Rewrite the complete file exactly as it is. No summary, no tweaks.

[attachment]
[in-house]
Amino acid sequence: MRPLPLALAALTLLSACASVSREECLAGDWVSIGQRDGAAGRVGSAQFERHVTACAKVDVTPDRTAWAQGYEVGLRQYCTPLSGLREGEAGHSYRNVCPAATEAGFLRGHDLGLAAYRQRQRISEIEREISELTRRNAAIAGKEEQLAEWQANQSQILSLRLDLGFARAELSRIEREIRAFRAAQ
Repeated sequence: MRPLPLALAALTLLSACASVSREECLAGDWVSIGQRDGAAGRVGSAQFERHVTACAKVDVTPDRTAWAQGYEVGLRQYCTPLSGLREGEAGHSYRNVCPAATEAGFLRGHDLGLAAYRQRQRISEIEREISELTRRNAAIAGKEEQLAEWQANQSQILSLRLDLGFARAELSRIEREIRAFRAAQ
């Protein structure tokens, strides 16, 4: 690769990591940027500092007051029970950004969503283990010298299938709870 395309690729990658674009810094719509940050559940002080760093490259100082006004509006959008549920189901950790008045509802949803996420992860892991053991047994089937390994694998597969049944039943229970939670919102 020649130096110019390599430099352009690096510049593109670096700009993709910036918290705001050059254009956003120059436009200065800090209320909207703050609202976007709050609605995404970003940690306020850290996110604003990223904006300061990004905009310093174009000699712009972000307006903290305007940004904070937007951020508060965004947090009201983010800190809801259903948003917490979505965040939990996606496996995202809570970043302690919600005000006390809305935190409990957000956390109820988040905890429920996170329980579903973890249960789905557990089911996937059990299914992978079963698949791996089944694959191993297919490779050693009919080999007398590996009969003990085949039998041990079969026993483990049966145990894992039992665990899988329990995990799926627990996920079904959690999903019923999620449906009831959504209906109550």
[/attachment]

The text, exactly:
[in-house]
Amino acid sequence: MRPLPLALAALTLLSACASVSREECLAGDWVSIGQRDGAAGRVGSAQFERHVTACAKVDVTPDRTAWAQGYEVGLRQYCTPLSGLREGEAGHSYRNVCPAATEAGFLRGHDLGLAAYRQRQRISEIEREISELTRRNAAIAGKEEQLAEWQANQSQILSLRLDLGFARAELSRIEREIRAFRAAQ
Repeated sequence: MRPLPLALAALTLLSACASVSREECLAGDWVSIGQRDGAAGRVGSAQFERHVTACAKVDVTPDRTAWAQGYEVGLRQYCTPLSGLREGEAGHSYRNVCPAATEAGFLRGHDLGLAAYRQRQRISEIEREISELTRRNAAIAGKEEQLAEWQANQSQILSLRLDLGFARAELSRIEREIRAFRAAQ
């Protein structure tokens, strides 16, 4: 690769990591940027500092007051029970950004969503283990010298299938709870 395309690729990658674009810094719509940050559940002080760093490259100082006004509006959008549920189901950790008045509802949803996420992860892991053991047994089937390994694998597969049944039943229970939670919102 020649130096110019390599430099352009690096510049593109670096700009993709910036918290705001050059254009956003120059436009200065800090209320909207703050609202976007709050609605995404970003940690306020850290996110604003990223904006300061990004905009310093174009000699712009972000307006903290305007940004904070937007951020508060965004947090009201983010800190809801259903948003917490979505965040939990996606496996995202809570970043302690919600005000006390809305935190409990957000956390109820988040905890429920996170329980579903973890249960789905557990089911996937059990299914992978079963698949791996089944694959191993297919490779050693009919080999007398590996009969003990085949039998041990079969026993483990049966145990894992039992665990899988329990995990799926627990996920079904959690999903019923999620449906009831959504209906109550």